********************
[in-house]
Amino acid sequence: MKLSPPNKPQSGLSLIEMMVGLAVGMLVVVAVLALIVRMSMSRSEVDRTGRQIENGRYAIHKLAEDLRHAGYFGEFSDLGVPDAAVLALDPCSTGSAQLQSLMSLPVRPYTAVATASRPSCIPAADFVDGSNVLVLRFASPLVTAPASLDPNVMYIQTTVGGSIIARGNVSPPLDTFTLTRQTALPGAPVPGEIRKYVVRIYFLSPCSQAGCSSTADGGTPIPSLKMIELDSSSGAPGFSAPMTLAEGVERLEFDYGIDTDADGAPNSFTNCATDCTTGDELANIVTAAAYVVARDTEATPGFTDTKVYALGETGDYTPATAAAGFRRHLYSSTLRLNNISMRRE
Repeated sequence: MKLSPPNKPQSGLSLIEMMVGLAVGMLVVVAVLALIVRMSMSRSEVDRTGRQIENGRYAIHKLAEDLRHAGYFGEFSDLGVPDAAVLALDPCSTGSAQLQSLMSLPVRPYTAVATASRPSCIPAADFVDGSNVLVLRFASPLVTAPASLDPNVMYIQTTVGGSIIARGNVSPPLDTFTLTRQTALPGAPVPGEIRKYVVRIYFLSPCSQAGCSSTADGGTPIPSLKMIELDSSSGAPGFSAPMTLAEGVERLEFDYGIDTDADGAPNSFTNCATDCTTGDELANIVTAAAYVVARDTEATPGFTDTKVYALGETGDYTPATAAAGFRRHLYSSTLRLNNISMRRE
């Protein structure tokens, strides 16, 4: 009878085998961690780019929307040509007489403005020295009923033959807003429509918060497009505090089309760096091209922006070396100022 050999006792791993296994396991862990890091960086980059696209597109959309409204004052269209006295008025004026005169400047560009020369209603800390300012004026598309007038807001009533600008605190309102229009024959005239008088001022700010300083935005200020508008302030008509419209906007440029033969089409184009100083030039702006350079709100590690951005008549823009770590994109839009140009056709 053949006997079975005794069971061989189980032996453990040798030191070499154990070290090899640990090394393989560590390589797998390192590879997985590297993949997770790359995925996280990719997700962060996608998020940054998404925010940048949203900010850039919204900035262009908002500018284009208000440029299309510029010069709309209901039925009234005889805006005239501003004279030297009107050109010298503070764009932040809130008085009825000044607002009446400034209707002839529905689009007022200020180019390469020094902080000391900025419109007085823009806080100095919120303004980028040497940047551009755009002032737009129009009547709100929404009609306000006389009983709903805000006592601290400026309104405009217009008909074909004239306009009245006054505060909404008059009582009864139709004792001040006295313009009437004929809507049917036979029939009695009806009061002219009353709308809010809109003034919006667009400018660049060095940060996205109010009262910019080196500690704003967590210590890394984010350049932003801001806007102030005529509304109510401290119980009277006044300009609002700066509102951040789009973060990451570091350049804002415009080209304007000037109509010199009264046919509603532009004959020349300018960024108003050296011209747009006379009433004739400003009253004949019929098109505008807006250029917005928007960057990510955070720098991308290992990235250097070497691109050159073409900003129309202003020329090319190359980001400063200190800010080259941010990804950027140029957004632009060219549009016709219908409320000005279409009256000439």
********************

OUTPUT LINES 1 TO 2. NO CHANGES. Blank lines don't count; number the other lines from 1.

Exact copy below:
[in-house]
Amino acid sequence: MKLSPPNKPQSGLSLIEMMVGLAVGMLVVVAVLALIVRMSMSRSEVDRTGRQIENGRYAIHKLAEDLRHAGYFGEFSDLGVPDAAVLALDPCSTGSAQLQSLMSLPVRPYTAVATASRPSCIPAADFVDGSNVLVLRFASPLVTAPASLDPNVMYIQTTVGGSIIARGNVSPPLDTFTLTRQTALPGAPVPGEIRKYVVRIYFLSPCSQAGCSSTADGGTPIPSLKMIELDSSSGAPGFSAPMTLAEGVERLEFDYGIDTDADGAPNSFTNCATDCTTGDELANIVTAAAYVVARDTEATPGFTDTKVYALGETGDYTPATAAAGFRRHLYSSTLRLNNISMRRE